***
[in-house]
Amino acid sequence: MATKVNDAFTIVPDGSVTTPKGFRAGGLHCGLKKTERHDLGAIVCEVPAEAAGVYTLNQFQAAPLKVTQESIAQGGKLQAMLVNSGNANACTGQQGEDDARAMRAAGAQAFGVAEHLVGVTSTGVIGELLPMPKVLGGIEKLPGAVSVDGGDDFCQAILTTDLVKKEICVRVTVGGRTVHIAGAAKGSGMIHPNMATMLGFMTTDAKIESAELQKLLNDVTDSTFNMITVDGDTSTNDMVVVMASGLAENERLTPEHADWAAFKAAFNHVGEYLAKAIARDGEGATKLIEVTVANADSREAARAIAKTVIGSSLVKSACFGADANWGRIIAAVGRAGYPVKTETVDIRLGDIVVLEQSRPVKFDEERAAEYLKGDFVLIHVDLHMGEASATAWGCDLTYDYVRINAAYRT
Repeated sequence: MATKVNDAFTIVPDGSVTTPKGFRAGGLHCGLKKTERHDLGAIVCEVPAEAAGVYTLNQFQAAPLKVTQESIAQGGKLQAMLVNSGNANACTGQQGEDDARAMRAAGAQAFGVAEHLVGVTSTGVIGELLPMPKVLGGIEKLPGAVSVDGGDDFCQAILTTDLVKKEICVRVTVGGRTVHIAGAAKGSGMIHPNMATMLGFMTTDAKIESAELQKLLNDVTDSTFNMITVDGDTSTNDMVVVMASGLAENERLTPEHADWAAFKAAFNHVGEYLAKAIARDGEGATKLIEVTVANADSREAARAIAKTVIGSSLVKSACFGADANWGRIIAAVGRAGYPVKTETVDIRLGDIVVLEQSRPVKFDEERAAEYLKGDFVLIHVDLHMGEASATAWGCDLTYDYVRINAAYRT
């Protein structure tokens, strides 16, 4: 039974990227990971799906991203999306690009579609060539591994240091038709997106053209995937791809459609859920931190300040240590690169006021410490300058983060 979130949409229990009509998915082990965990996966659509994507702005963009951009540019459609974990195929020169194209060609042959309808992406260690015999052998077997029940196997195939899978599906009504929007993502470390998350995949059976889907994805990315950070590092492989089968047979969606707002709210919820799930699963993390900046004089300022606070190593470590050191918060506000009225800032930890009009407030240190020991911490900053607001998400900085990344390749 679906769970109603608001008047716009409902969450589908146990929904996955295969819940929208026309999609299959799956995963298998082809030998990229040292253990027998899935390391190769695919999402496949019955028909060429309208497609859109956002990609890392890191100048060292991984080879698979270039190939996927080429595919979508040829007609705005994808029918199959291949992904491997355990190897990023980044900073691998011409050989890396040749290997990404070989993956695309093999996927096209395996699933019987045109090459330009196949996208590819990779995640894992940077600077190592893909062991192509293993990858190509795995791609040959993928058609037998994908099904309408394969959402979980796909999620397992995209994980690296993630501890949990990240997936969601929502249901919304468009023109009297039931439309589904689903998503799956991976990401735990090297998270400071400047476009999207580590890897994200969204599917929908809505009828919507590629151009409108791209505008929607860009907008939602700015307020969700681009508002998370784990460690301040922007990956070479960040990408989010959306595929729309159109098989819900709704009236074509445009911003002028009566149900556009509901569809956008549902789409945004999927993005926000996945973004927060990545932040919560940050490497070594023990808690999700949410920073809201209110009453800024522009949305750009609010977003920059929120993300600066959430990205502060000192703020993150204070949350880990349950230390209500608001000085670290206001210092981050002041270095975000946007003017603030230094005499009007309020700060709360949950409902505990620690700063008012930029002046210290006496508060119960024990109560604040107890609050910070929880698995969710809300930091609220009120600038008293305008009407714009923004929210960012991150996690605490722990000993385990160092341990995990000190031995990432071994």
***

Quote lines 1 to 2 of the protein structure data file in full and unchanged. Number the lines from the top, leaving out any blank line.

[in-house]
Amino acid sequence: MATKVNDAFTIVPDGSVTTPKGFRAGGLHCGLKKTERHDLGAIVCEVPAEAAGVYTLNQFQAAPLKVTQESIAQGGKLQAMLVNSGNANACTGQQGEDDARAMRAAGAQAFGVAEHLVGVTSTGVIGELLPMPKVLGGIEKLPGAVSVDGGDDFCQAILTTDLVKKEICVRVTVGGRTVHIAGAAKGSGMIHPNMATMLGFMTTDAKIESAELQKLLNDVTDSTFNMITVDGDTSTNDMVVVMASGLAENERLTPEHADWAAFKAAFNHVGEYLAKAIARDGEGATKLIEVTVANADSREAARAIAKTVIGSSLVKSACFGADANWGRIIAAVGRAGYPVKTETVDIRLGDIVVLEQSRPVKFDEERAAEYLKGDFVLIHVDLHMGEASATAWGCDLTYDYVRINAAYRT